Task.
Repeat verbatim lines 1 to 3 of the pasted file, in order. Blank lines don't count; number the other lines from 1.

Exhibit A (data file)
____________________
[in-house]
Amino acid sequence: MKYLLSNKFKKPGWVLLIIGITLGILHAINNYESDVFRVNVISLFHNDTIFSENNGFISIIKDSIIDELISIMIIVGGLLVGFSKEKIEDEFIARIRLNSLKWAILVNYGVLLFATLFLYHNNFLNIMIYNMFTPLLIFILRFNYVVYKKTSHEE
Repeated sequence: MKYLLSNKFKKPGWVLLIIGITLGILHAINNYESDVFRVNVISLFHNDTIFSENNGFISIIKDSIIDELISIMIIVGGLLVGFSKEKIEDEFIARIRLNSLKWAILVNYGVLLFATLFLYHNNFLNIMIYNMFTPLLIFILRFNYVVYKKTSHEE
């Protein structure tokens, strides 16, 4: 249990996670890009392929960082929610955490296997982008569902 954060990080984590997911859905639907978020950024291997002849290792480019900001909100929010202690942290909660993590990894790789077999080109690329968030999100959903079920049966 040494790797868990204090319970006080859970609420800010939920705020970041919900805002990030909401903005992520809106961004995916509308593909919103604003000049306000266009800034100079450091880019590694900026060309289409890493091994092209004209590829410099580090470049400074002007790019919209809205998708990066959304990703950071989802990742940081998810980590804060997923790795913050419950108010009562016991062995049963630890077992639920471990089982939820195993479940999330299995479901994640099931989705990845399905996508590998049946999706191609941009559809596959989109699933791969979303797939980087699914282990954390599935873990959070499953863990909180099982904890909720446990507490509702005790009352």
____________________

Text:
[in-house]
Amino acid sequence: MKYLLSNKFKKPGWVLLIIGITLGILHAINNYESDVFRVNVISLFHNDTIFSENNGFISIIKDSIIDELISIMIIVGGLLVGFSKEKIEDEFIARIRLNSLKWAILVNYGVLLFATLFLYHNNFLNIMIYNMFTPLLIFILRFNYVVYKKTSHEE
Repeated sequence: MKYLLSNKFKKPGWVLLIIGITLGILHAINNYESDVFRVNVISLFHNDTIFSENNGFISIIKDSIIDELISIMIIVGGLLVGFSKEKIEDEFIARIRLNSLKWAILVNYGVLLFATLFLYHNNFLNIMIYNMFTPLLIFILRFNYVVYKKTSHEE